Unfortunately, the Denisovan genome doesn't provide many more clues about what this hominin looked like than a pinky bone does. The researchers will only conclude that Denisovans likely had dark skin. They also note that there are alleles "consistent" with those known to call for brown hair and brown eyes. Other than that, they cannot say.Given the amount of genetic similarity in the three groups, it makes more sense that the number is closer to 170,000, especially since there is evidence of hybridization between the three groups. What also seems to be true is the Denisova group shows some level of founder effect in the sense that the genetic variability is more restricted than that found in modern humans. Who the population split off from is anybody's guess right now.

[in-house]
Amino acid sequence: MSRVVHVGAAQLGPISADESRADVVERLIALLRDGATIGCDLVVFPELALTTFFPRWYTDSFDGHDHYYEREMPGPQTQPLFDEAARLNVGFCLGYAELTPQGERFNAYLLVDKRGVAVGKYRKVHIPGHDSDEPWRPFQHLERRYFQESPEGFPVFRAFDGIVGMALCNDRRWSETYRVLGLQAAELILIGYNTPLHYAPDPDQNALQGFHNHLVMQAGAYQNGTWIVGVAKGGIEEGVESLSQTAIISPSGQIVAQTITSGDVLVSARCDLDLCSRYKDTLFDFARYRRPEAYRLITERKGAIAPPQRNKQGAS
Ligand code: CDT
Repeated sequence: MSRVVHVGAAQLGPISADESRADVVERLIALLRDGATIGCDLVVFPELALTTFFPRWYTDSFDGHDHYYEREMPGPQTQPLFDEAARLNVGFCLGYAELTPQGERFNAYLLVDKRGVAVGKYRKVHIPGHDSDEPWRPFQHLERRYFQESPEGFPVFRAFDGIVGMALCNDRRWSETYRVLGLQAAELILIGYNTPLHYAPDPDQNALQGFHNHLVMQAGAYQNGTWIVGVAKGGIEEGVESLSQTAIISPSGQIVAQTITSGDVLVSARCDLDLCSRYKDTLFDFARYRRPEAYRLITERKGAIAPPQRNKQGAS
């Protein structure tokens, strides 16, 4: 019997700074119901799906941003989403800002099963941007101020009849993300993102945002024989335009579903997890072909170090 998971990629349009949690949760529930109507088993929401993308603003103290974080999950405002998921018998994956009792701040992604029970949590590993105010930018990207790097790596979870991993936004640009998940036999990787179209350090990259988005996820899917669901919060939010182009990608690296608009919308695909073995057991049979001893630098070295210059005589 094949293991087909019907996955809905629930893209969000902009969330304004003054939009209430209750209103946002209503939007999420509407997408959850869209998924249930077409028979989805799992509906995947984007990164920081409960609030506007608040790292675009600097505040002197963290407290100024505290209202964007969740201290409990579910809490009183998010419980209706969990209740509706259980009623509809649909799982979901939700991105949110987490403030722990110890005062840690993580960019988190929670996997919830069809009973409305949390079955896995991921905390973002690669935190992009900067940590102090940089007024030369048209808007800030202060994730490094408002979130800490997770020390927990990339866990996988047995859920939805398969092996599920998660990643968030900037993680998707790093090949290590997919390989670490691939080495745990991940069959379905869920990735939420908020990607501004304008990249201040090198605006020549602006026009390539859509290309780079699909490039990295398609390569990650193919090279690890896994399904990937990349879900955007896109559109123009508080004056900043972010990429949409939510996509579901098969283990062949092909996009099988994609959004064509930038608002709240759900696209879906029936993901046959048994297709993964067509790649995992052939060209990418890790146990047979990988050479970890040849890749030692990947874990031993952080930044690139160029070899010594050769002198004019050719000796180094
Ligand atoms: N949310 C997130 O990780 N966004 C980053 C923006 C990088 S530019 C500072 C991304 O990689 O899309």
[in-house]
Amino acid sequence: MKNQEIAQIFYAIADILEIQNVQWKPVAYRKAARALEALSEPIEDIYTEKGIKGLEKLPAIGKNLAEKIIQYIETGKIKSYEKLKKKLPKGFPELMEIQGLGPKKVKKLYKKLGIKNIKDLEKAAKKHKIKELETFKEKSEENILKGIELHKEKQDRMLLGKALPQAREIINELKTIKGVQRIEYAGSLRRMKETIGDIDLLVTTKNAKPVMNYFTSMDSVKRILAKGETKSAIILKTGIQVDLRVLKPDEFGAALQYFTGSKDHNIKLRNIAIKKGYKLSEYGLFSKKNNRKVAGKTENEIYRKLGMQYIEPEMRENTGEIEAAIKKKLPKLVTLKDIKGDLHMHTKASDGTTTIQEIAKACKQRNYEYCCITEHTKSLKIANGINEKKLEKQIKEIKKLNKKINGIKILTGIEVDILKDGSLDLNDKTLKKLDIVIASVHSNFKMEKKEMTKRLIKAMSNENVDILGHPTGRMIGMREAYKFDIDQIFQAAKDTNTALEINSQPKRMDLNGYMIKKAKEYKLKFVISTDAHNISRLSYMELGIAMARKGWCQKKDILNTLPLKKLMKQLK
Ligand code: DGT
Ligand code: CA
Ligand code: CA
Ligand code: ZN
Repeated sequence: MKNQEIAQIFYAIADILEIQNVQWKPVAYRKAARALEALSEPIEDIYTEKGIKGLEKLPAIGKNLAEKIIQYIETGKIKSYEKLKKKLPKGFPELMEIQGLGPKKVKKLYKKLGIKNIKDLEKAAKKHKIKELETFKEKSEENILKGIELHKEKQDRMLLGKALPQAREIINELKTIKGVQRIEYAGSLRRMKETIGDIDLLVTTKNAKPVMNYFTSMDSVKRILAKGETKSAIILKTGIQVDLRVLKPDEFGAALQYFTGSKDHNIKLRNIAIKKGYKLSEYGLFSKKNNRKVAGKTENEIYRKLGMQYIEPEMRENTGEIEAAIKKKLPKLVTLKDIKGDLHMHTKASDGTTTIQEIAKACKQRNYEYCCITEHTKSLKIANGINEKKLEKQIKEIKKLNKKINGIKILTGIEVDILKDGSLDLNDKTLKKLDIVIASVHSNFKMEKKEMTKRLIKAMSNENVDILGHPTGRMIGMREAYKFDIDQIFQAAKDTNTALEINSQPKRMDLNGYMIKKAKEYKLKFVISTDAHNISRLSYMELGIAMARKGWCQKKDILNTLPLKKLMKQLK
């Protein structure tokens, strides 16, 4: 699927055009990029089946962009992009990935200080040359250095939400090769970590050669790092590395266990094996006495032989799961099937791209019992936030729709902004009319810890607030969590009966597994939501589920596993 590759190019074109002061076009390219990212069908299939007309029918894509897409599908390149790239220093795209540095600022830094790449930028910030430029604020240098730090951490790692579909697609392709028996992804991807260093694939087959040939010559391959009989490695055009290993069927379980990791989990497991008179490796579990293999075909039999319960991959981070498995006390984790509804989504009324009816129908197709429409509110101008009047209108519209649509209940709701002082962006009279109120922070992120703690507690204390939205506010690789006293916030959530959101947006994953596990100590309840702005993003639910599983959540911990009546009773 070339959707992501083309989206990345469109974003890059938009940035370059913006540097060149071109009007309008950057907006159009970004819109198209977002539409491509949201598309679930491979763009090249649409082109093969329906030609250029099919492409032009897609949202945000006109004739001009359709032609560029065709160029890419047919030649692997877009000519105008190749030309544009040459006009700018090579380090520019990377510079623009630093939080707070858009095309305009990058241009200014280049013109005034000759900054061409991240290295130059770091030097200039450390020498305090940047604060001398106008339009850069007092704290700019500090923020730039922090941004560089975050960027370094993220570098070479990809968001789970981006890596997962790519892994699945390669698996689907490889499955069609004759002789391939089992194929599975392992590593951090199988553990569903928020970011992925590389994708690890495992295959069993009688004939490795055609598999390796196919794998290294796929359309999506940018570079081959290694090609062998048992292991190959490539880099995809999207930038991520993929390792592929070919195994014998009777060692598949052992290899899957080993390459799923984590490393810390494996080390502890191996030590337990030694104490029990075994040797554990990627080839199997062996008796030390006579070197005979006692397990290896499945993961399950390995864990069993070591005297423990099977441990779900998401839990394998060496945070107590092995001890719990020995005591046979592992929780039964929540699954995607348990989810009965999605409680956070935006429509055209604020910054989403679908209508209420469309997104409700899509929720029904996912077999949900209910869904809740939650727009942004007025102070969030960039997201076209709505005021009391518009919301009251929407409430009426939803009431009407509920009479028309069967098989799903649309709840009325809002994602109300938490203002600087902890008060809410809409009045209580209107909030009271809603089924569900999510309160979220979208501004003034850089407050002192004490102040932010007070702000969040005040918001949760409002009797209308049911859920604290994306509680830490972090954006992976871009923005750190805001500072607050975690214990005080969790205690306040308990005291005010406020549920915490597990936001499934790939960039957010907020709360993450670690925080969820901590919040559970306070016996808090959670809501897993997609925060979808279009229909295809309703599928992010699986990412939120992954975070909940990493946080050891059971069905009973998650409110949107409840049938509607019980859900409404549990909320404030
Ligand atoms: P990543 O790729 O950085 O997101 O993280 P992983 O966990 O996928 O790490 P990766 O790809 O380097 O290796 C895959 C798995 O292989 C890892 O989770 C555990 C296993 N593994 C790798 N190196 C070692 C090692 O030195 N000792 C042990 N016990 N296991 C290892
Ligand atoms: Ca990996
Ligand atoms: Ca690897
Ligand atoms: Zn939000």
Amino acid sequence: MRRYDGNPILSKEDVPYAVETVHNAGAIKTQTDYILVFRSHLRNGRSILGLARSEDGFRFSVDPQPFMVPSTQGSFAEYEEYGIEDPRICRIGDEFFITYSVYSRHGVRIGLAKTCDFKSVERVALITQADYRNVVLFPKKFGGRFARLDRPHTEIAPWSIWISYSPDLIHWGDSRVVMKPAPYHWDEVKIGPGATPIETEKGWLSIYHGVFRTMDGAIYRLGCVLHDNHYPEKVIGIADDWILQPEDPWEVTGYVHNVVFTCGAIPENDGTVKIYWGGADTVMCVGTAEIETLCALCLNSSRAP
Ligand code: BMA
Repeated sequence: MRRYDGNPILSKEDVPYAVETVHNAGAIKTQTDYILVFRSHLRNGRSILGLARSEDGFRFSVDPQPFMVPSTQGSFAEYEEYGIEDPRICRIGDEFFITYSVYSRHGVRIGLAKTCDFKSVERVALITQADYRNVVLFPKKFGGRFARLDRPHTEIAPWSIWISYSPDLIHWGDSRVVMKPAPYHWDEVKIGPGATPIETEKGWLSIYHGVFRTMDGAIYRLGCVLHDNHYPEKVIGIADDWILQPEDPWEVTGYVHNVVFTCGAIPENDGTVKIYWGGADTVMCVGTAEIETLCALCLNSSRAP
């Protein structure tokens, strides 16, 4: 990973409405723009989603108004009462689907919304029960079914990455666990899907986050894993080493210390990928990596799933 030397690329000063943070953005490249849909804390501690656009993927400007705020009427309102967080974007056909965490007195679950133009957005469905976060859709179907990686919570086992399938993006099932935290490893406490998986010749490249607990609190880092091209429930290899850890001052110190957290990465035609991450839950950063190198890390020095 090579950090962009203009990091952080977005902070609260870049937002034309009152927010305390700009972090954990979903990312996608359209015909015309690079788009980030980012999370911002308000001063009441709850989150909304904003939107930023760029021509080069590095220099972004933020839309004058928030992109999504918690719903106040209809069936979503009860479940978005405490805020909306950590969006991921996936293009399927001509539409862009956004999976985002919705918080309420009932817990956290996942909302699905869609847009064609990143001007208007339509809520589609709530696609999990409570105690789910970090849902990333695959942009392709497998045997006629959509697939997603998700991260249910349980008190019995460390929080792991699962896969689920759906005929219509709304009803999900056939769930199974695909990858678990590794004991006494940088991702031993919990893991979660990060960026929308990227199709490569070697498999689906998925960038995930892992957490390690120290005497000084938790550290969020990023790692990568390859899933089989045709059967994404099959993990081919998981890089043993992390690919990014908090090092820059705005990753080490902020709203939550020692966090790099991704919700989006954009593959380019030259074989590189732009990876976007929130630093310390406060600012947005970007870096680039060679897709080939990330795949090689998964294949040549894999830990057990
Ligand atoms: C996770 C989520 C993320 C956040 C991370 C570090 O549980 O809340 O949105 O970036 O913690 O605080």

Yet the new genetic analysis does support the hypothesis that Neandertals and Denisovans were more closely related to one another than either was to modern humans. The analysis suggests that the modern human line diverged from what would become the Denisovan line as long as 700,000 years ago—but possibly as recently as 170,000 years ago.
Friday, August 31, 2012
More on Modern Human Origins
Scientific American is running a story on more news from the Max Planck Institute. Now, the entire genome of the hominins represented by the material from Denisova Cave has been sequenced. Here is what we find: